Looking at pic028, you have a bit of white cable to estimate the rpm. Did you just see that cable move momentarily, or did you see it rotate continuously in both directions?
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OK. The penultimate, or possibly ultimate question:

Looking at pic028, you have a bit of white cable to estimate the rpm. Did you just see that cable move momentarily, or did you see it rotate continuously in both directions?
It moved continuously (no stuttering) for as long as I wanted it to be by having the wires in contact with the connection points. By shifting connection points I could make it go the other way. But they moved in different speed. Lets say 80 rpm and 150 rpm. That they moved in different speeds makes me think that there isn't any "low" and "high" connections, changing direction makes the high and low.
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That they moved in different speeds makes me think that there isn't any "low" and "high" connections, changing direction makes the high and low.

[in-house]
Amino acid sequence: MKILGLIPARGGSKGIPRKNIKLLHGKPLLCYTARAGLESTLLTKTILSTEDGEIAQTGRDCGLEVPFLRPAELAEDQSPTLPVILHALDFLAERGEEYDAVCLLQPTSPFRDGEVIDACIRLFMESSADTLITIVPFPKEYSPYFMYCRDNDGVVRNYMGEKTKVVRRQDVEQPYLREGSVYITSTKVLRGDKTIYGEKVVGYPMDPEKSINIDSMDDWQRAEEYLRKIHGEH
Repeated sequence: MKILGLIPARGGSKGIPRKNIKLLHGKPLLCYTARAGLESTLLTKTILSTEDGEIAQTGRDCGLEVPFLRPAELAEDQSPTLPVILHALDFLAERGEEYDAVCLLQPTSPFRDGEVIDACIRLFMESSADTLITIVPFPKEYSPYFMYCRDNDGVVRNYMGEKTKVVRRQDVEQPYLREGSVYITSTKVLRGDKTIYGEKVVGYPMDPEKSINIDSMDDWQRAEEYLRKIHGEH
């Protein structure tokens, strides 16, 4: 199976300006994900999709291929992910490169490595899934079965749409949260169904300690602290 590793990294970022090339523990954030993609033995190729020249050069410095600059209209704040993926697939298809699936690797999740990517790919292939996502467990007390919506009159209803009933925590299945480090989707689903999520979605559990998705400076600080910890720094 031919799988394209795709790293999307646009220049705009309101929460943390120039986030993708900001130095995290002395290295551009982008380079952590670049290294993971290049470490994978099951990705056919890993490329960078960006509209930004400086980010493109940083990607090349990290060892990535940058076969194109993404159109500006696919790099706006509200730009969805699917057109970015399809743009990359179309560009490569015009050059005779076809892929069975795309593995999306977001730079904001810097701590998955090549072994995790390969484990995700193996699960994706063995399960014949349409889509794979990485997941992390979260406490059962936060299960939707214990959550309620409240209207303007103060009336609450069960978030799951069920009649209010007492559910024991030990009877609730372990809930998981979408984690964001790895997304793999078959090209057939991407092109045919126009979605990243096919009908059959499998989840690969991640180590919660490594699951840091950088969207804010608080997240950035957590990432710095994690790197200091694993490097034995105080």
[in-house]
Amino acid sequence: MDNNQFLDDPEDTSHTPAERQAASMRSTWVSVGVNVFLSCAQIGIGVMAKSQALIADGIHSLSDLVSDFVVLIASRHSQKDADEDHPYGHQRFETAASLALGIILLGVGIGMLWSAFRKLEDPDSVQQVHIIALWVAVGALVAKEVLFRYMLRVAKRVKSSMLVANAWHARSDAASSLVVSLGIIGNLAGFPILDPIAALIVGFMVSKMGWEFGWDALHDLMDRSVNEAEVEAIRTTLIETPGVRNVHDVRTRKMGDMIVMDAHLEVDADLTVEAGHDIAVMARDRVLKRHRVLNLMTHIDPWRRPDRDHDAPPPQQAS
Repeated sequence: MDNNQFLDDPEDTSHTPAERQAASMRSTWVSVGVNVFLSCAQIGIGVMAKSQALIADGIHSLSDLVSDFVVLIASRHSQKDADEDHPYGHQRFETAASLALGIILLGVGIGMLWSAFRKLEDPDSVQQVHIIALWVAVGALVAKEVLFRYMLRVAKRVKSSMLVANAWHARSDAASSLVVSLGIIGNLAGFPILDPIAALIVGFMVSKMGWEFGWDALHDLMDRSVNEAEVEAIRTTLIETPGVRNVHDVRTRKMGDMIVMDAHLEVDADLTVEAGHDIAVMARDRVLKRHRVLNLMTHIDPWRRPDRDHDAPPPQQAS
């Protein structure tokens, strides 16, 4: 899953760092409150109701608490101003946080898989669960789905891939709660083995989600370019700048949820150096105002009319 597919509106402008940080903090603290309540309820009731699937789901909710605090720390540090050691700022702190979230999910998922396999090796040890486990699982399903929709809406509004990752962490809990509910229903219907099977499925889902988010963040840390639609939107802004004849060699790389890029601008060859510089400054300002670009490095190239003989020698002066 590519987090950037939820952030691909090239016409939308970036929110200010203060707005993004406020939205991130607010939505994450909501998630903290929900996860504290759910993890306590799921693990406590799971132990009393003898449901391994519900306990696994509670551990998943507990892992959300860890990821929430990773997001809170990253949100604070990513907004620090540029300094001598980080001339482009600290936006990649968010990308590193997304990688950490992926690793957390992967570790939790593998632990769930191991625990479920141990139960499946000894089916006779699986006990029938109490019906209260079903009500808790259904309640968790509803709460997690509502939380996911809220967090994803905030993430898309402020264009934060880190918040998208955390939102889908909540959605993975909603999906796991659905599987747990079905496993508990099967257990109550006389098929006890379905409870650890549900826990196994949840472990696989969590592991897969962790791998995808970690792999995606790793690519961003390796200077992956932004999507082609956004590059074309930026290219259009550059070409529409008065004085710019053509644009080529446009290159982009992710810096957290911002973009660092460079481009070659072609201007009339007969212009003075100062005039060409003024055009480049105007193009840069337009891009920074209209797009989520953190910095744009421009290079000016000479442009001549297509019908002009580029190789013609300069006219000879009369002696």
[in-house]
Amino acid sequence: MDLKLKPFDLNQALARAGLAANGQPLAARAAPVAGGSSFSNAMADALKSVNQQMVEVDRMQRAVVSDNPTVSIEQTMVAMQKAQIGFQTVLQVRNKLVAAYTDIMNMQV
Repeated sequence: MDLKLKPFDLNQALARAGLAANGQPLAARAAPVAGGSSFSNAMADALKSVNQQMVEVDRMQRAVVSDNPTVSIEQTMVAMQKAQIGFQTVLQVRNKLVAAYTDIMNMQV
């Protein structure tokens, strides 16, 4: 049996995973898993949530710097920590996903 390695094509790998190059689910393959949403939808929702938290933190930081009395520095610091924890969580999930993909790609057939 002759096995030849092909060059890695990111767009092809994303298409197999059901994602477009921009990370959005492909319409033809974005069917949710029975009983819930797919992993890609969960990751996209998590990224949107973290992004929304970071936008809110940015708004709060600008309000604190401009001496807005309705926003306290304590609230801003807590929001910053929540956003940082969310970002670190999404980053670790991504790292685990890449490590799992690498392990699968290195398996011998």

That's as good an explanation as any, but it may be reversing just to park.

The reason why I asked the question is that I'm sure the bit of cable  isn't wrapped round an "output  gear", it's a spline. It looks exactly like the spline for a screenwiper arm, hence my question.  If the shaft rotated about a thirty degrees and then reversed, the motor is almost certainly a windscreen wiper motor but not off a car. It's off a train or a bus, hence the size. You often see buses with the wipers going but obviously not connected and thus must have a motor for each.  It could still be a wiper motor but, if that is the case, it obviously has a large and vital part missing, the reciprocating gear. Fortunately it is not too vital for you, but the bit that connects to the spline would probably be useful. It could have been that the motor originally drove a hydraulic pump, which might have been nice for your purpose(!)